The WPA2 security flaw that affects nearly all Wi-Fi devices in the world has been patched by Microsoft, Apple, Cisco, Netgear and others, while Google is still working on a fix. Meanwhile, vendors are finding it difficult to roll out patches for vulnerable computers, phones and routers.
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A security flaw compromising Wi-Fi Protected Access II (WPA 2) protocol has the entire world on edge since two days. Almost everyone who uses a Wi-Fi device is vulnerable to data breach and privacy hacks, as warned the US Computer Emergency Readiness Team on Sunday.
The security flaw in the WPA2 standard created by the Wi-Fi Alliance was found to have several key management vulnerabilities in the four-way handshake. The Wi-Fi exploit is know as "KRACK" -- Key Reinstallation Attacks.
“This can be abused to steal sensitive information such as credit card numbers, passwords, chat messages, emails, photos, and so on. The attack works against all modern protected Wi-Fi networks. Depending on the network configuration, it is also possible to inject and manipulate data. For example, an attacker might be able to inject ransomware or other malware into websites," warned Mathy Vanhoef, the security researcher who discovered the flaw.
This huge security vulnerability could possibly affect the 15 Billion plus Wi-Fi devices around the world! However, there is some good news for Microsoft and Apple users.
Microsoft says that it had already patched Windows systems on October 10. “Customers who have Windows Update enabled and applied the security updates, are protected automatically. We updated to protect customers as soon as possible, but as a responsible industry partner, we withheld disclosure until other vendors could develop and release updates,” the company said in a statement released to the media.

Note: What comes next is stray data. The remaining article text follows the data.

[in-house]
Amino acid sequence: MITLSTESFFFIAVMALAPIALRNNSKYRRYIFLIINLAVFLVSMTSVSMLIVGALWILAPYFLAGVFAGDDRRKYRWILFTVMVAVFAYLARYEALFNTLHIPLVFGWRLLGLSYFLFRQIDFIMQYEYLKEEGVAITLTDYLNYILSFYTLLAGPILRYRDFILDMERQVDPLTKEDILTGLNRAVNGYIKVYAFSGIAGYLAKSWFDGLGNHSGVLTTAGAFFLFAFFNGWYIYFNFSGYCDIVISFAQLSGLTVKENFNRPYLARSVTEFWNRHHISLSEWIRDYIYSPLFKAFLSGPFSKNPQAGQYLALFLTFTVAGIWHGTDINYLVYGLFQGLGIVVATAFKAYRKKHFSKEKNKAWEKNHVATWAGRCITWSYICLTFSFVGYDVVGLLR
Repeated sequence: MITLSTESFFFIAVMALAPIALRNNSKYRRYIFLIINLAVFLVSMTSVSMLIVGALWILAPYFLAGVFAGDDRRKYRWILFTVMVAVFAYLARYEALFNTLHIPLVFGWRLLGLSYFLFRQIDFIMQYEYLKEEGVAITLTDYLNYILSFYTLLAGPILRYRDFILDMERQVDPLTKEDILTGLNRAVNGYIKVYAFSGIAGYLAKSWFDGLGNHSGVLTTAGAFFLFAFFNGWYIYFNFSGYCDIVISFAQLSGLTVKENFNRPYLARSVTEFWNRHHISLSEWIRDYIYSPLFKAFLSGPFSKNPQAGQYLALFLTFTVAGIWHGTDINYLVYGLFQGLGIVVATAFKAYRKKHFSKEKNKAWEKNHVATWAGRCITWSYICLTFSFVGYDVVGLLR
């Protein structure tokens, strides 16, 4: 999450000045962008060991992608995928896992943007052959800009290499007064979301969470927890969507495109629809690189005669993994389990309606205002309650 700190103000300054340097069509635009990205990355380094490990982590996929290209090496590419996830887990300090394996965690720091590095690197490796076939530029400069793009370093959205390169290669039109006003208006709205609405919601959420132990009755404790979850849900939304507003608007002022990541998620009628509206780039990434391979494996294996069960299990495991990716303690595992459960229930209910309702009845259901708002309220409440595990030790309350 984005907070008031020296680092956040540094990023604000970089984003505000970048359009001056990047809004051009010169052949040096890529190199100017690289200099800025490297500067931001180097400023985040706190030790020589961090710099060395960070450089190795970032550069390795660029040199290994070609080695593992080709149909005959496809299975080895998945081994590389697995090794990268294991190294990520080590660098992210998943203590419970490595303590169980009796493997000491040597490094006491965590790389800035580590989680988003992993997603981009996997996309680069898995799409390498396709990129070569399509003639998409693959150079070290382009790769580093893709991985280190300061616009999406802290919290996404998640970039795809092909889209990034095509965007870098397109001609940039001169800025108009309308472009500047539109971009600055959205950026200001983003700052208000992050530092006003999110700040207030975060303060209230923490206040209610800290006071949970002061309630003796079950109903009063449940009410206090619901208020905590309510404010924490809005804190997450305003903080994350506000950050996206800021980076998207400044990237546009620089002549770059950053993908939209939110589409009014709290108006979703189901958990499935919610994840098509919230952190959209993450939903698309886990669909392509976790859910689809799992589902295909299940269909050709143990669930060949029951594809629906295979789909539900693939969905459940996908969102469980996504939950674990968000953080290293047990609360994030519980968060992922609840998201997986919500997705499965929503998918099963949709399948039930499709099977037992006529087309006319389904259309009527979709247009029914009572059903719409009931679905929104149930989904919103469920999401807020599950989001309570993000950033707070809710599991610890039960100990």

Apple, too, responded to the KRACK security threat and sourced confirmed to Apple Insider that the company has patched the attack vector in the current beta versions of iOS, tvOS, watchOS, macOS betas.
The threat of the KRACK attack was kept a secret from the entire world to help vendors come up with security patches. However, not many have managed to do so just yet. The list of affected devices is very long and includes names like - Google,Cisco, Samsung Mobile, Amazon, Netgear, MediaTek and so on.
Google has said that it is working on a patch for the WPA2 vulnerability and will begin rolling out the same to Pixel devices starting November 6. Google is in quite a spot as far as the security flaw in concerned. An estimated 41 percent of Android devices are in danger of getting affected by some form of the KRACK attack. It may take several weeks for non-Pixel devices to be patched.
Sadly, the WPA2 flaw is not an easy one to fix. The KRACK attack targets how WPA2 reinstalls private keys, and can be executed in several ways, making it difficult for vendors to come up with one patch that would protect against all possible kinds of attacks.
Meanwhile, the Wi-Fi Alliance has issued a security update stating that the issue can be resolved “through straightforward software updates.” In its statement, the Wi-Fi Alliance continues to write, “There is no evidence that the vulnerability has been exploited maliciously, and Wi-Fi Alliance has taken immediate steps to ensure users can continue to count on Wi-Fi to deliver strong security protections. Wi-Fi Alliance now requires testing for this vulnerability within our global certification lab network and has provided a vulnerability detection tool for use by any Wi-Fi Alliance member.”
The Alliance further thanked Mathy Vanhoef and Frank Piessens of the imec-DistriNet research group of KU Leuven for discovering and responsibly reporting the issue, “allowing industry to proactively prepare updates.”
Where are the updates though? Even if Microsoft and Apple patch the vulnerability, there are thousands of other companies making Wi-Fi ready products that are still struggling to patch the WPA2 flaw.
Cisco says the company is investigating which products are impacted. "Cisco is aware of the industry-wide vulnerabilities affecting Wi-Fi Protected Access protocol standards," a Cisco spokesperson told ZDNet. Cisco has made some patches available, however it is still looking to patch all products.
Intel has also listed patches for chipsets and Wi-Fi drives in a security advisory.
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